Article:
The number of Americans browsing the web via the iPhone and iPod touch rose dramatically between December and March, according to StatCounter. The web tracking company reports that figures rose 64 percent in the period, from 0.14 to 0.23 percent of surfers; while the amount is dramatically smaller than that using desktop browsers such as Firefox or Internet Explorer, it is far in excess of some other cellular technologies, such as Nokia's. People browsing from Nokia devices represent just 0.01 percent of the US market.
NVIDIA today unveiled what it now calls its fastest single-slot video card. The GeForce 9800 GX2 is the company's second card to combine dual chipsets and merges two 9800-series chipsets into a single design that is said to be faster than two GeForce 9600 GT cards. While clocked lower at 600MHz versus the 650MHz of the less expensive card, the much larger 512-bit memory interface and 2GHz effective video memory help edge out most two-card solutions.
Adobe has taken the unusual step of withdrawing updates for two key pieces of photography software: Lightroom, its editing and management tool, and Camera Raw, its plug-in for support of RAW files. The principal issue is in the time stamping in EXIF information, as both Lightroom 1.4 and Camera Raw 4.4 may decide that files are out of sync with its own information, and impose their own (incorrect) stamp on the original file. Images are otherwise unaffected, and the XMP sidecar files and metadata should remain accurate.
Continuing its spate of updates on Tuesdays, Apple has released Safari 3.1, the latest version of its proprietary web browser. The update supports the new audio and video tags of the HTML 5 standard, and is claimed to be the first browser with support for CSS animations, as opposed to static sheets. The software also introduces support for CSS web fonts, which gives designers the ability to pick custom styles without worrying about the ones a visitor already has.
TiVo this morning pushed out an update to TiVo Desktop that helps turn its DVRs into networked media hubs. The new version stresses the ability to pull podcasts and can either recognize them directly from iTunes on a networked PC or else pulls them directly through RSS subscriptions; on Series 3 units, this also includes 720p HD podcasts. Customers can also use the Season Pass feature normally used for recorded TV shows to monitor web video sources and add new videos from folders on a local PC without adding them to the list by hand.
Apple is offering a gesture of appeasement to customers affected by the recent Writers Guild of America strike, according to an official bulletin. The company notes that those who bought a Season Pass at the iTunes Store -- granting them access to a season of a TV show at a discount -- may still be waiting for some episodes of a show to appear, and in some cases may not receive the full value of what they paid for. This is unavoidable, as the networks themselves may not be producing the remaining episodes.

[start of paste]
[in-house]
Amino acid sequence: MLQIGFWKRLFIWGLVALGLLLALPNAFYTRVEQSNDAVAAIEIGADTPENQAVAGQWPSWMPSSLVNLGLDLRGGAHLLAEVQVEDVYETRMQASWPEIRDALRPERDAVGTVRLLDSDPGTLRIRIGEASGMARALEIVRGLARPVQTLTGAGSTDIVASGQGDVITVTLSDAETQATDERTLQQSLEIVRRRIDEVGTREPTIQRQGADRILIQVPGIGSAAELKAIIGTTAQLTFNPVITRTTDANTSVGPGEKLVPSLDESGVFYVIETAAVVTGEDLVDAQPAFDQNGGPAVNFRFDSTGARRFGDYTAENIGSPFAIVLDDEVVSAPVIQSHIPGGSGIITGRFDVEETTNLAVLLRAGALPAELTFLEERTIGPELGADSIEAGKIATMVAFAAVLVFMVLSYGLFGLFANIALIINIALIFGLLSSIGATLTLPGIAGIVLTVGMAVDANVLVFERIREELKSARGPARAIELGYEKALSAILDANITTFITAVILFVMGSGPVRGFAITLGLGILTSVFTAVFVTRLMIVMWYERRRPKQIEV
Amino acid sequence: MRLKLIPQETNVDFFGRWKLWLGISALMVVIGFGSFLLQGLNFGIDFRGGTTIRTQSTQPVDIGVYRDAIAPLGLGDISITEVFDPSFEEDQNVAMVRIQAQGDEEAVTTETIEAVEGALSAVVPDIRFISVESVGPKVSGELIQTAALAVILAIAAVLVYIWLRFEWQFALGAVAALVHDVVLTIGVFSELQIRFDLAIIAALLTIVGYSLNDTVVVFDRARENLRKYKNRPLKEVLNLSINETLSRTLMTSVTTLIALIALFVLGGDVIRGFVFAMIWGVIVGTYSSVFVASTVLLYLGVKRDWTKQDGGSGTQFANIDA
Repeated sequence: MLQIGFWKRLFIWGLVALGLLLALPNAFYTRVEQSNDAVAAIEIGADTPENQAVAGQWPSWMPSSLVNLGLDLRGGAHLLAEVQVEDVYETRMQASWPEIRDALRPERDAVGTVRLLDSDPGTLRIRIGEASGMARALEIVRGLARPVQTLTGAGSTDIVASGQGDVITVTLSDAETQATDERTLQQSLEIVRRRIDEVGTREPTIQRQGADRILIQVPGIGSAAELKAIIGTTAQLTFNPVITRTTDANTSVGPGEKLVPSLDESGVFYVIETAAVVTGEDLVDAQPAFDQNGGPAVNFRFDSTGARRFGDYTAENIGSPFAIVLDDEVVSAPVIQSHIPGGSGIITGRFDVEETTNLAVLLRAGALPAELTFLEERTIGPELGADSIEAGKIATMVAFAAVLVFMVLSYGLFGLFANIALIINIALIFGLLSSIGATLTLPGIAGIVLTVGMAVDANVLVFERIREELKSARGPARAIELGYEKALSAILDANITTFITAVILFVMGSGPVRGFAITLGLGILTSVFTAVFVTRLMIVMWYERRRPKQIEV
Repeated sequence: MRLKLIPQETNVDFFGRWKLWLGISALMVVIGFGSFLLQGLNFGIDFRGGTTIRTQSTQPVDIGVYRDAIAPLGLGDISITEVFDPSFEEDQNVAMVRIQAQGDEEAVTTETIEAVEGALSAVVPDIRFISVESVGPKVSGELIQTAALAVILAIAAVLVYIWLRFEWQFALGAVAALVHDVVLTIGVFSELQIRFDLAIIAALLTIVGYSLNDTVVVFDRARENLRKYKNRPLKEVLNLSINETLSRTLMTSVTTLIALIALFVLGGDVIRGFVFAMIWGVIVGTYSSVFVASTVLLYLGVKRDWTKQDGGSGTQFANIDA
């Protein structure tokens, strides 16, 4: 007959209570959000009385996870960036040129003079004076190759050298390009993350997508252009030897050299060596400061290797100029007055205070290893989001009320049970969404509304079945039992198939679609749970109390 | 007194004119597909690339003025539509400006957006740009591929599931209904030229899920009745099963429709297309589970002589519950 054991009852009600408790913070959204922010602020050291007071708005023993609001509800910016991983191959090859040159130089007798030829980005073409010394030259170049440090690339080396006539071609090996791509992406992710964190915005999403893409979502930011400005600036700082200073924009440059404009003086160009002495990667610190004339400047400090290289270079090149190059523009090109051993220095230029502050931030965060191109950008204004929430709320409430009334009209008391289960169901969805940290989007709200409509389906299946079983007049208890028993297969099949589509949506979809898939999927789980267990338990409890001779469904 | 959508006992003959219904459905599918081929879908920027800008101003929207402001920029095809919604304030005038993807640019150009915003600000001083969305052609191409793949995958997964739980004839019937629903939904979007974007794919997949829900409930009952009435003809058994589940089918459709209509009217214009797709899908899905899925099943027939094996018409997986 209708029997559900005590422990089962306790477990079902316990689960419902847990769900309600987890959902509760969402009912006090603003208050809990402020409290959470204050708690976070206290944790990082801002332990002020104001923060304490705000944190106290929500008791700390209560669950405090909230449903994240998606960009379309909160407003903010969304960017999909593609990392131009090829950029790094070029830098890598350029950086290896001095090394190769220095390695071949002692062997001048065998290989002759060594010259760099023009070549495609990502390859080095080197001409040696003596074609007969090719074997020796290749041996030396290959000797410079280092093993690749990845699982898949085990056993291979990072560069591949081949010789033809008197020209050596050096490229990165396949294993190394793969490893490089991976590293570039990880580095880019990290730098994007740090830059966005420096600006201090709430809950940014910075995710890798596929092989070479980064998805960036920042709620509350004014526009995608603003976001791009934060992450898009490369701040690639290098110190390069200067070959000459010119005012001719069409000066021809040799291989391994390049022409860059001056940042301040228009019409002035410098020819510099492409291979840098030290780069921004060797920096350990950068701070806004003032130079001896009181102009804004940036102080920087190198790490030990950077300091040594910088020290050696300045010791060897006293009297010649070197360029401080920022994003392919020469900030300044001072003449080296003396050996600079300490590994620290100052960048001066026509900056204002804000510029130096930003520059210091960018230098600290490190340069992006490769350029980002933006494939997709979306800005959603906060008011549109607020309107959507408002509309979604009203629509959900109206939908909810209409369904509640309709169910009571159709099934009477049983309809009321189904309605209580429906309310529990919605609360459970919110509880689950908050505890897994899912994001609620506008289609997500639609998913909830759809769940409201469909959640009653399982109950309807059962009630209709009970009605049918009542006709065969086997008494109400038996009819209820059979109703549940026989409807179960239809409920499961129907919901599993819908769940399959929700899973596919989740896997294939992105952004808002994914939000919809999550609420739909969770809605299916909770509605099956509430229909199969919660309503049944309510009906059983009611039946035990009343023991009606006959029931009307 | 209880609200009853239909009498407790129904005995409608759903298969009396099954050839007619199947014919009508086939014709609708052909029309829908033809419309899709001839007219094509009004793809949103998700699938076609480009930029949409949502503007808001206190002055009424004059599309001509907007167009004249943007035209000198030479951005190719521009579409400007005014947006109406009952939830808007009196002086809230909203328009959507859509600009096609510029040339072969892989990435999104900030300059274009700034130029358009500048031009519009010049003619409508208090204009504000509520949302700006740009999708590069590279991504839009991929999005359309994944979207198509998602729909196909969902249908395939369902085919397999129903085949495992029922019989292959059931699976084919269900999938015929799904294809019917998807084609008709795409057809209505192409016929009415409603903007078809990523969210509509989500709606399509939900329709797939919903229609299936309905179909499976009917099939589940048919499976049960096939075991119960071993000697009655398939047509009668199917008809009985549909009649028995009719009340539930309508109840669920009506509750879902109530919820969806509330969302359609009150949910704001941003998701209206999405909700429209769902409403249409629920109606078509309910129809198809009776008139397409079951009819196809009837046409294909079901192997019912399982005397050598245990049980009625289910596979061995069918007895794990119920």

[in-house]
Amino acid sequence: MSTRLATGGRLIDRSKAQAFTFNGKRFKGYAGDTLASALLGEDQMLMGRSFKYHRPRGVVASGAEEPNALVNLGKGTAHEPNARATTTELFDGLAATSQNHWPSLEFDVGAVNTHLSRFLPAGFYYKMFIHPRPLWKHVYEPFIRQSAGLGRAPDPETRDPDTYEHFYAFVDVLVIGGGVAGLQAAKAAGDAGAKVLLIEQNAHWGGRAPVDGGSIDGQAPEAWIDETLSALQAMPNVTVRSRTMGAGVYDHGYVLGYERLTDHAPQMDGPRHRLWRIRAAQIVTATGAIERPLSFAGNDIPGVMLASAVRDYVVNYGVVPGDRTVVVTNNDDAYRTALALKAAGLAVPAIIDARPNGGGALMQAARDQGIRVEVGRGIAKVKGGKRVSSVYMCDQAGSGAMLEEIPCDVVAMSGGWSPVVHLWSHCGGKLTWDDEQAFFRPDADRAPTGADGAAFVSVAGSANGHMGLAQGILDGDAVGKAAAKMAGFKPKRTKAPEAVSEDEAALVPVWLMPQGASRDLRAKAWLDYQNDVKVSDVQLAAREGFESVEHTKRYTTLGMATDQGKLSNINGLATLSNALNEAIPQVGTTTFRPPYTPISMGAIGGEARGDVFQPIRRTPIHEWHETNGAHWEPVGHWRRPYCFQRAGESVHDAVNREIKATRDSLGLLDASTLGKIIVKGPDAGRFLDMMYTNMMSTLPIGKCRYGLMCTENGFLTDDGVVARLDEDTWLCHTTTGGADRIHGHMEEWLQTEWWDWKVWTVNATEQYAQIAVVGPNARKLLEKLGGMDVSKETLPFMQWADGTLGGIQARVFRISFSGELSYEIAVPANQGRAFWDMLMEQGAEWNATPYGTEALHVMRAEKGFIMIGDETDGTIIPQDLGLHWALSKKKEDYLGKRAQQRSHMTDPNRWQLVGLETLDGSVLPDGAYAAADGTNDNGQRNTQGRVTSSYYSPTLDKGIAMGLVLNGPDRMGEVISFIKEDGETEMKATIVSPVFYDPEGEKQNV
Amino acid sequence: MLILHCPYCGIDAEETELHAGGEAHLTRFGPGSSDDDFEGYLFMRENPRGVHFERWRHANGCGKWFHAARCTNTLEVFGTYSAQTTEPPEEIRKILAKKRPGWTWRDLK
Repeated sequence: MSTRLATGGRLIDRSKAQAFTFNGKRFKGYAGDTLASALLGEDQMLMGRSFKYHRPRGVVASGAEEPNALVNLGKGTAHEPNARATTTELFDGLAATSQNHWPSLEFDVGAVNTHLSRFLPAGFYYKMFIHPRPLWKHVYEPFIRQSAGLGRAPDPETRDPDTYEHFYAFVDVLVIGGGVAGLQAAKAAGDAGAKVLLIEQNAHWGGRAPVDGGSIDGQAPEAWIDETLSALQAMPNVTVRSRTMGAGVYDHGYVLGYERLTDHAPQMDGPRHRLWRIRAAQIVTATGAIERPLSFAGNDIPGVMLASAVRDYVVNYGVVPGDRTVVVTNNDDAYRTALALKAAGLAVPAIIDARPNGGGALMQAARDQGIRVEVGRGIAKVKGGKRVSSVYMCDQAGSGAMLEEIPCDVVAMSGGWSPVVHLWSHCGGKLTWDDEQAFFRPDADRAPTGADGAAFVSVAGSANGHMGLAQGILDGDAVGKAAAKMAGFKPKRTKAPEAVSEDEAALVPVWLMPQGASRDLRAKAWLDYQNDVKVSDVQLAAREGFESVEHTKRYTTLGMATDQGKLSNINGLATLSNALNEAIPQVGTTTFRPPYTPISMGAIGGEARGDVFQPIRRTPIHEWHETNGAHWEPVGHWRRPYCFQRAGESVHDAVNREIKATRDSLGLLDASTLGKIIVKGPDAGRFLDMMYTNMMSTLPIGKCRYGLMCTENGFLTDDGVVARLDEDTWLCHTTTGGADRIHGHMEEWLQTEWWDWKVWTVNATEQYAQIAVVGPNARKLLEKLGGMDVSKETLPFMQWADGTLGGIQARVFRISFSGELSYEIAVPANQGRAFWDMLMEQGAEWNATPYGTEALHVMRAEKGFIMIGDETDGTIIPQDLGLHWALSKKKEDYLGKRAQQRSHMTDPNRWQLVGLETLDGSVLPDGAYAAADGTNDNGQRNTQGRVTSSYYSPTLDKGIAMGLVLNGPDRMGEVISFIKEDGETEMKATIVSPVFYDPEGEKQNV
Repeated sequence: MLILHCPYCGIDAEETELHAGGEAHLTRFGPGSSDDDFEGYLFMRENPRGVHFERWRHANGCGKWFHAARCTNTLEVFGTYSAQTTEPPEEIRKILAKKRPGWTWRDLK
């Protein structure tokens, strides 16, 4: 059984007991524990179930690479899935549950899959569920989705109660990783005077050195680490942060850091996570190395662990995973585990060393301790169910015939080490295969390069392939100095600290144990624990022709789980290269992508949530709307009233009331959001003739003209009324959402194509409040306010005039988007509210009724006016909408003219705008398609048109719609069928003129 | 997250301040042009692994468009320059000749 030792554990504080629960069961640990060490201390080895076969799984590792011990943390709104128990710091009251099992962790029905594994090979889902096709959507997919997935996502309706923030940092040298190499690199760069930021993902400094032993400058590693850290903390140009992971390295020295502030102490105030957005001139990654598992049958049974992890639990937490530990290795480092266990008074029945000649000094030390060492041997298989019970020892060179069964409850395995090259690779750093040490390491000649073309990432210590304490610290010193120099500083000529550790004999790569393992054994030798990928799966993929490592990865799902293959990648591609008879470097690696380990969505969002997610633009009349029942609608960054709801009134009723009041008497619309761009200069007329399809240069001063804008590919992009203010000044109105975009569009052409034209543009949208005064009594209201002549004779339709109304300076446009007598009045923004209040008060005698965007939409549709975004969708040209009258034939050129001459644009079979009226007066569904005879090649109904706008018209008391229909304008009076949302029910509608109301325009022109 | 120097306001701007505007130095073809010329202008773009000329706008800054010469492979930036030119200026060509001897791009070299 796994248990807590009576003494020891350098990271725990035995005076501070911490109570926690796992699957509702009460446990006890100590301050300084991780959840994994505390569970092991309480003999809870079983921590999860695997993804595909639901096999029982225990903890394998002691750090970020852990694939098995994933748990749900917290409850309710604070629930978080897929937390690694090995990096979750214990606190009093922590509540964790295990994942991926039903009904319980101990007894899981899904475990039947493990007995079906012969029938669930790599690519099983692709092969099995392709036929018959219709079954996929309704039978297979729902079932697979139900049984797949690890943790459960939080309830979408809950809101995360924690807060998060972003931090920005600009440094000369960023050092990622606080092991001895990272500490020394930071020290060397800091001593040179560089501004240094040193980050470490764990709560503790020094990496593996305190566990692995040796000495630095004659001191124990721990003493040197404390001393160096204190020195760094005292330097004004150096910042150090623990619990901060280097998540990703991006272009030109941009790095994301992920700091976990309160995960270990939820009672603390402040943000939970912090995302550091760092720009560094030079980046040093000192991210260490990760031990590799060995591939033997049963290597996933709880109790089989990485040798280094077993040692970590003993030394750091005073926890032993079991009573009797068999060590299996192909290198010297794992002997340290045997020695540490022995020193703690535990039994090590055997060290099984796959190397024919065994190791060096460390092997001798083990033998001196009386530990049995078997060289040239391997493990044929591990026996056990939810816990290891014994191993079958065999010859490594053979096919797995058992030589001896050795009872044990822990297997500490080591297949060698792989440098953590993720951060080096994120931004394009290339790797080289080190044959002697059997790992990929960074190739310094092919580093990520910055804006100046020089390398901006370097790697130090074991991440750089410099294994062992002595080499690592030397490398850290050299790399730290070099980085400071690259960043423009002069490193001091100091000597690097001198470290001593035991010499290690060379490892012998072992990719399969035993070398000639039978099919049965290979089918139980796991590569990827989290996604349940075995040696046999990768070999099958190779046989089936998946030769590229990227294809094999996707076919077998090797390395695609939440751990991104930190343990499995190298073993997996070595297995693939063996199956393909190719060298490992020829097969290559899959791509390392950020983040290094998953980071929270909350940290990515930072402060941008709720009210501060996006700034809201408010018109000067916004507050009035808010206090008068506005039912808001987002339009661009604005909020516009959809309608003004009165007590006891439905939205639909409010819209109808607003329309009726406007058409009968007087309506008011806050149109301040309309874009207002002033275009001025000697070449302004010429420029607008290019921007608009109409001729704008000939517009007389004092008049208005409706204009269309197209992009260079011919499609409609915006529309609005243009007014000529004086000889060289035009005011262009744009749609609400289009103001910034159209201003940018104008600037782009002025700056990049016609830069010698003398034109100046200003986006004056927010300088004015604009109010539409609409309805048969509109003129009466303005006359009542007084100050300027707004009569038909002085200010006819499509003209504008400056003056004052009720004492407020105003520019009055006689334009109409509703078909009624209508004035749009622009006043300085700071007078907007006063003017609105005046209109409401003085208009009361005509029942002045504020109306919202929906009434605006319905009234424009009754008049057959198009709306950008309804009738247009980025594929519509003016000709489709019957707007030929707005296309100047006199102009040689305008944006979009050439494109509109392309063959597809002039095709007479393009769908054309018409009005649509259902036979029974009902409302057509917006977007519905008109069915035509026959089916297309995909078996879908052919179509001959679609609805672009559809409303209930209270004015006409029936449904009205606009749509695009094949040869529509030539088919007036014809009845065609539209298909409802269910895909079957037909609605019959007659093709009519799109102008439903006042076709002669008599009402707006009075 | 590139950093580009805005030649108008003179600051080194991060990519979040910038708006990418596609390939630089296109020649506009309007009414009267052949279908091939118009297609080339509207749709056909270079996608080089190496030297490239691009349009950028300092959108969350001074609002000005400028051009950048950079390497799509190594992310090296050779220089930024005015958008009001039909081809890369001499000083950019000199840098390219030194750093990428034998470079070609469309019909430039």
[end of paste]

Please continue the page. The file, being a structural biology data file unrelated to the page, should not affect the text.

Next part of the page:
Samsung this morning revealed what it says is one of the world's smallest high-resolution cameras yet. Although capable of 8-megapixel shots, the new camera is roughly as wide as a coin and a third of an inch thick, allowing it to fit into far thinner and more compact phones than even many 5-megapixel cameras. The sensor is also more powerful than most at its size with up to ISO 1600 light sensitivity, anti-blur and noise correction, and both face and smile detection for portraits.
Panasonic today expanded its D-Snap line with a new player and stereos to match. The SD870N is billed as one of the longest-lived digital audio players and boosts the run time from an already long 80 hours in the SD850 to 100 hours. With the line's signature active noise cancelation turned on to block 83 percent of outside sound, the player still runs for 60 hours, Panasonic estimates. The updated player also comes with a larger 2GB SD card to store more music out of the box and headroom for up to a 16GB SDHC card.
Apple's computer sales in the US have grown considerably from last year – at 60-percent unit growth and 67-percent revenue growth – granting it 14-percent of all computers sold for February. According to AppleInsider, Apple's laptop systems saw the largest growth, representing a 64-percent increase in units sold, and 67-percent increased revenue, suggesting strong acceptance of the company's new ultra-portable, the MacBook Air.
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iPad Air 3, iPhone 5se sold Friday after launch?
Reverting the way products are actually released by Apple after an announcement to the way it was a decade ago, reports are circulating that new products revealed at a March announcement will go on sale the Friday immediately following the unveil. Slated to appear at a conjectural Tuesday, March 15 event are a new Apple four-inch phone with more up to date internals currently referred to as the iPhone 5se, and a new iPad Air 3 model with Smart Connector and other enhancements. http://bit.ly/1o7mqiY